2 June 2021
Water New Zealand says new evidence just released shows the extent of the challenges facing the three waters sector.
The Department of Internal Affairs has just released a series of reports which look at the need for reform and addresses some of the key issues raised during consultations with the sector.
Water New Zealand chief executive Gillian Blythe says New Zealanders have made it clear that safe drinking water and healthy environmental outcomes are a priority, but there will be a need to achieve this in the most affordable and effective way.
The latest Water Industry Commission for Scotland (WICS) report released today, estimates that we need to invest between $120-b and $185-b over the next 30 years to comply with quality standards.
“We all want to swim in beaches and rivers that are clean and to be able to turn on the tap anywhere in the country and have safe drinking water but achieving this will come at a big cost."
She says there has been significant under investment in water infrastructure for many years.
The Deloitte report, on the economic impact of the reforms and implications, forecasts that every region would be expected to be positively impacted in terms of GDP and employment growth.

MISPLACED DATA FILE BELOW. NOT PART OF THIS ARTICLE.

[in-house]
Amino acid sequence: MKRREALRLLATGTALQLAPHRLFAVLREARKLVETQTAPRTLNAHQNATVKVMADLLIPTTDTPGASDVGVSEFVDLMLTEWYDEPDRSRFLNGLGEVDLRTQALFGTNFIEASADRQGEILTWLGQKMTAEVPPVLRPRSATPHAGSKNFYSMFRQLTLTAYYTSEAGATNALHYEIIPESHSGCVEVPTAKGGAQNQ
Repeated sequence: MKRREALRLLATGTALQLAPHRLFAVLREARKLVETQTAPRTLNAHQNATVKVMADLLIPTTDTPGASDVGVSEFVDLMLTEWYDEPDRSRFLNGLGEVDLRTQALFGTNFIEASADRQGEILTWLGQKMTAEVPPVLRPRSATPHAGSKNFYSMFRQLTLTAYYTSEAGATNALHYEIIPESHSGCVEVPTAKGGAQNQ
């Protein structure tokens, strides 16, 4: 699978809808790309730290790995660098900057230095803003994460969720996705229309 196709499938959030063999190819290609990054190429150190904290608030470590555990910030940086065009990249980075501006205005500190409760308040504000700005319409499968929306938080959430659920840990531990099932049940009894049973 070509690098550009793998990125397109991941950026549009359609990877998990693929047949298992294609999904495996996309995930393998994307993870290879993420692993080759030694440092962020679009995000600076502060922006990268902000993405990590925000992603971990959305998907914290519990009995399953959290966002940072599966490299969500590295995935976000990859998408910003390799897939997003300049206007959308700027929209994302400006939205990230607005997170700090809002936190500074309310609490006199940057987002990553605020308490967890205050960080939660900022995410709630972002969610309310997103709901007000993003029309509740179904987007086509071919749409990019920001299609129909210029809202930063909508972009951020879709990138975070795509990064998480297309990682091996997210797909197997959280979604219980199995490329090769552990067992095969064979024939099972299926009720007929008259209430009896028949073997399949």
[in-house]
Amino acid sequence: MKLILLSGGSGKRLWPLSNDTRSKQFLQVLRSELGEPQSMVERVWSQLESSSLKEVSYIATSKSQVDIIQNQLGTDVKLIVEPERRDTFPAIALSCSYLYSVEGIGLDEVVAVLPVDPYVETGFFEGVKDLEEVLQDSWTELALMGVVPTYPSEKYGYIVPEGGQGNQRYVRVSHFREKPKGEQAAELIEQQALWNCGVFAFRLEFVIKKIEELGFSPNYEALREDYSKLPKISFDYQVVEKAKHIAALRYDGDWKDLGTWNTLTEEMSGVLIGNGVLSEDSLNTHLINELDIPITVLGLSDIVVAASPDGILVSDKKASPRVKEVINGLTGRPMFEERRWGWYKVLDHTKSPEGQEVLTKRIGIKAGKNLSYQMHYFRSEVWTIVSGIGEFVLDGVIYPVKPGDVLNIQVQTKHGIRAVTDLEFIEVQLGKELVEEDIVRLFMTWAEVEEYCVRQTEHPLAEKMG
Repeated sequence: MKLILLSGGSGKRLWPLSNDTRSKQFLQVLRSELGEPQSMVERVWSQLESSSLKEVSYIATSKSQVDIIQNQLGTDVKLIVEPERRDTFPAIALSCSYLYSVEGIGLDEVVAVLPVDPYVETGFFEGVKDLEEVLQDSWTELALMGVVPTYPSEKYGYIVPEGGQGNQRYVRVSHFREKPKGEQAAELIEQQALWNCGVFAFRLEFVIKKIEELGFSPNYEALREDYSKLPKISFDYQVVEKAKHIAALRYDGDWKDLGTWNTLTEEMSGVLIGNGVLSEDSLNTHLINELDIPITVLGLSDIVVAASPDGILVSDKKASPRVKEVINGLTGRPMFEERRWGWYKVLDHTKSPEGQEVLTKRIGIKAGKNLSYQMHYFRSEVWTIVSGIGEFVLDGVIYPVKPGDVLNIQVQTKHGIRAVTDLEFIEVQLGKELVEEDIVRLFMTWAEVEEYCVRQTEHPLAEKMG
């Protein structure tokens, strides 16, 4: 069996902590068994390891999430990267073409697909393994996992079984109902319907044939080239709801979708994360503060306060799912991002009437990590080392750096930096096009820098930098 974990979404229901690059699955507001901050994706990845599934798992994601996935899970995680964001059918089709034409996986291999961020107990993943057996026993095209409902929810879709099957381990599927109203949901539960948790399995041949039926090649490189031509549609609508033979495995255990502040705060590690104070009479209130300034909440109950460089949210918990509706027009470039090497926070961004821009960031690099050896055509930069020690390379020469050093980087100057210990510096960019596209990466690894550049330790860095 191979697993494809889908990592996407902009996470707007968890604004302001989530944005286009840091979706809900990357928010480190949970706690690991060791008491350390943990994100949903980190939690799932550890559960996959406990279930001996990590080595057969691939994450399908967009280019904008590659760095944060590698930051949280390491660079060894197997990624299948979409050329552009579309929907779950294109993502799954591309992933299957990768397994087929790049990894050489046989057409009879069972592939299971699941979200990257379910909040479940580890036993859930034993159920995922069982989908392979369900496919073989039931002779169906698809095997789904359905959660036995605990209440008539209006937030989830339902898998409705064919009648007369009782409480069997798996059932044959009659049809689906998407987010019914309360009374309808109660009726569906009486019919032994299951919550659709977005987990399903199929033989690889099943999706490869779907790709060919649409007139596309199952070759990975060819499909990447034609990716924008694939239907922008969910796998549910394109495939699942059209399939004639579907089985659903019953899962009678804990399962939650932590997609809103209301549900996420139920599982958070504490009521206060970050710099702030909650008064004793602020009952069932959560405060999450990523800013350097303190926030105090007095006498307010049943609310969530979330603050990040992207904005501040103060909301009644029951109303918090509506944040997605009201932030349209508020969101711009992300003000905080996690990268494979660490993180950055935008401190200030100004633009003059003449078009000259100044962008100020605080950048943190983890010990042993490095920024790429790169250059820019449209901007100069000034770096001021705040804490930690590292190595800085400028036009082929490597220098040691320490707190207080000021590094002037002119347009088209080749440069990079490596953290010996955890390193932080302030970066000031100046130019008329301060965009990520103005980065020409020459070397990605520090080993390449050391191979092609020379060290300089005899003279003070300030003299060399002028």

The report says the reforms would result in an extra 5,800 to 9,300 new jobs between 2022 and 2051. It predicts growth rates of up to 80 percent in the water sector workforce and says this will present significant opportunities for employment growth, specialisation and increased career opportunities.
“However, councils and utilities are already finding it difficult to fill current vacancies. This has been recognised for some time. For instance, Water New Zealand’s latest National Performance Review revealed an eight percent vacancy rate across the country in 2019/2020.
“That is why Water New Zealand has begun working with Connexis, Taumata Arowai and the Department of Internal Affairs on a long-term strategy to develop a workforce today to meet the needs of tomorrow.”